Solar Power costs for PV has been decreasing in $/Watt by 20-30% per year. Installed Solar Panel growth is now rising in the US and Europe at levels of 30-40% per year. One can measure installed array sizes in square miles now.  Meanwhile wind power is growing at an equivalent rate with increased tools for off-shore installation and learning curves in land based installations  continuing to improve.  Deutsche Bank predicts that in 2014, PV will reach Grid Parity on a global basis (???) while in Australia Wind Power passed grid parity last year.  PV and Wind are unique amongst electricity sources in that they have almost zero marginal cost of operation. In an era of low cost capital, the Levelized Cost of Energy ( LCOE)  for renewables is chasing down the operating margins of coal operators.  Two years ago, Germany began experiencing negative electricity rates at night as wind turbines sought customers to allow their turbines to spin under optimal load. It being easier to  find loads then to feather or stop wind turbines.    Midwestern states that have encouraged wind production are now seeing coal operators such as exelon shutting down coal plants as they become uneconomical.  Coal plants take several hours to bring on line and have difficulty changing conditions within their steam plants unlike gas turbines which can come online in seconds and have conveniently small footprints.  Bloomberg reports  (http://www.bloomberg.com/news/2013-03-11/nuclear-industry-withers-in-u-s-as-wind-pummels-prices-energy.html) that “Right now, natural gas and wind power are more economic than nuclear power in the Midwestern electricity market,” Howard Learner, executive director of the Environmental Law and Policy Center, “.

Bloomberg reports negative pricing now occurs as often as 40% of the time at off-peak hours and has dipped as low as -$41/MWHR or  -4 cents/KWH.  Given that the Federal wind production credit is only 3 cents/KWH???? this is a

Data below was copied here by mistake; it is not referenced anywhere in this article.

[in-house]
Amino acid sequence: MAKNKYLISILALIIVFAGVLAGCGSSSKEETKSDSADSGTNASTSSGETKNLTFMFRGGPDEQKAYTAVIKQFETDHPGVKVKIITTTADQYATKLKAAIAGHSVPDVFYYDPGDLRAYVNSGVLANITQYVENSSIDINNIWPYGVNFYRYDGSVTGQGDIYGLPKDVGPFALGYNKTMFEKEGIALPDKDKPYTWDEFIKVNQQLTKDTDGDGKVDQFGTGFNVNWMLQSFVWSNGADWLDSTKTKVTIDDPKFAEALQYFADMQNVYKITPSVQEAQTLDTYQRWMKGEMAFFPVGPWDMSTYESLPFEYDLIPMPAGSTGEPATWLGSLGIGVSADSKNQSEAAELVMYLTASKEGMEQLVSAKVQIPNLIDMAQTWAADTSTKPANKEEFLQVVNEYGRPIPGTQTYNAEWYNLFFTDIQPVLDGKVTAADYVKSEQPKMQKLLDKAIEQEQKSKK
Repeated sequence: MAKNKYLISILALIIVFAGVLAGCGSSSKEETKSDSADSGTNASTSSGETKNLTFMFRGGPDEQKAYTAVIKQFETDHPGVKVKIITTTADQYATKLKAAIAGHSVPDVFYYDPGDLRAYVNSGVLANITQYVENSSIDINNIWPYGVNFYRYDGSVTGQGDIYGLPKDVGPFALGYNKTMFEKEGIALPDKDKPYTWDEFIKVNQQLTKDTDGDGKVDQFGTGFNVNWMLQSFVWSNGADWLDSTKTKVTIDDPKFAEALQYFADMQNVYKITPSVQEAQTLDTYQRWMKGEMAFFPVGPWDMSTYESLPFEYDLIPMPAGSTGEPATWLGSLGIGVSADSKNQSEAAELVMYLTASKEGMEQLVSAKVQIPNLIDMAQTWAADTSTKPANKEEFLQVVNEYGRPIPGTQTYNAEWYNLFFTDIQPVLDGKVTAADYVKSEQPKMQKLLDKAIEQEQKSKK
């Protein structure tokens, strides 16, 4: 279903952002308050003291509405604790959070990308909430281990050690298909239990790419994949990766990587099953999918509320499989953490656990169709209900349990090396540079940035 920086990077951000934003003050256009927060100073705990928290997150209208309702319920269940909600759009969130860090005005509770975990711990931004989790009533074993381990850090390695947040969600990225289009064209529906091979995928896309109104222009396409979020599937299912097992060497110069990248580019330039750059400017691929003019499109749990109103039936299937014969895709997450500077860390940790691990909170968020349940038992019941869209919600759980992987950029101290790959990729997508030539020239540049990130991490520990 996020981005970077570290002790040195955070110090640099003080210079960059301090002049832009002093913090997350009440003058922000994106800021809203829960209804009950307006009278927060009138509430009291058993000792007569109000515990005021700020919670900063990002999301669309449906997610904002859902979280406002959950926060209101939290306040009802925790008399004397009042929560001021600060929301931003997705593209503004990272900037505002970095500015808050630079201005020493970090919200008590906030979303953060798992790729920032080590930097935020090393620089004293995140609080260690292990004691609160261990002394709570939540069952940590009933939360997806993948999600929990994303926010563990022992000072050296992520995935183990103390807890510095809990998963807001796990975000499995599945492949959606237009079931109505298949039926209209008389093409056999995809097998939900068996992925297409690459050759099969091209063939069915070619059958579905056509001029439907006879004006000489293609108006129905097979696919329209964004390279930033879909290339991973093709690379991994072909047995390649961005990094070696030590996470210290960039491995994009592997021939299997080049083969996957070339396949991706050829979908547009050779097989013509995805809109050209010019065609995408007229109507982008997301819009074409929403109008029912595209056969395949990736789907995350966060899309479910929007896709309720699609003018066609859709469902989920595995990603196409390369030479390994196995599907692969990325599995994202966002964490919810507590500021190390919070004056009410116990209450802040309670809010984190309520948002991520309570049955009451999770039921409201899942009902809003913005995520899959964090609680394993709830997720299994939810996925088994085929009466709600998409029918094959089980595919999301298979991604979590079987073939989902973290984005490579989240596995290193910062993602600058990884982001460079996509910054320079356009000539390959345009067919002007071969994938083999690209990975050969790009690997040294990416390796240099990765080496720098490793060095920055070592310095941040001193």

sign that wind is now moving off peak production into surplus enough to make coal based plants and nuclear plants uneconomical, with only gas turbines able to exploit the dropouts in wind production during the evening.

Numerous consumers are exploiting choice to demand renewable electricity production and numerous states have chosen to mandate minimum fractions of  electricity to come from renewables.  These changes are now provoking a furious storm of lobbying against renewables as noted by Greenpeace in http://greenpeaceblogs.org/2013/03/11/koch-brother-fronts-flood-into-kansas-to-attack-wind-industry-report/

BAILING AGAINST THE TIDE OR BAILING OUT.

Declining costs of renewables is an inexorable trend.  A critical mass of consumers and utilities have already bought in and they are dragging their neighbors and friends into the renewable age.   While no doubt, it is possible the fossil generators could attack incentives for  renewables, the global tipping point for these markets is upon us.  Even a delay for 2 years in the US will not change this.  ALEC could even try punitive taxes on renewable energy or bans on wind turbines but this will not affect the trend.  GE, SIemens, have developed sustainable business models,  and will continue to grow their users and market share. With Off-peak pricing increasingly dominated by renewable http://www.bloomberg.com/news/2013-03-11/nuclear-industry-withers-in-u-s-as-wind-pummels-prices-energy.html and the inevitable rise in peak pricing driven by solar and gas turbines,  a Cap and Trade scheme would allow coal operators in the midwest to monetize their increasingly stranded assets.   By establishing a cash value to their emissions they can sell to natural gas powered facilities that are new construction or to the transportation sector.

Illustration 1: As Solar prices cross Coal Prices, Cap & Trade monetizes what is an otherwise uneconomic technology. Graphic Courtesy of SolarFeeds.com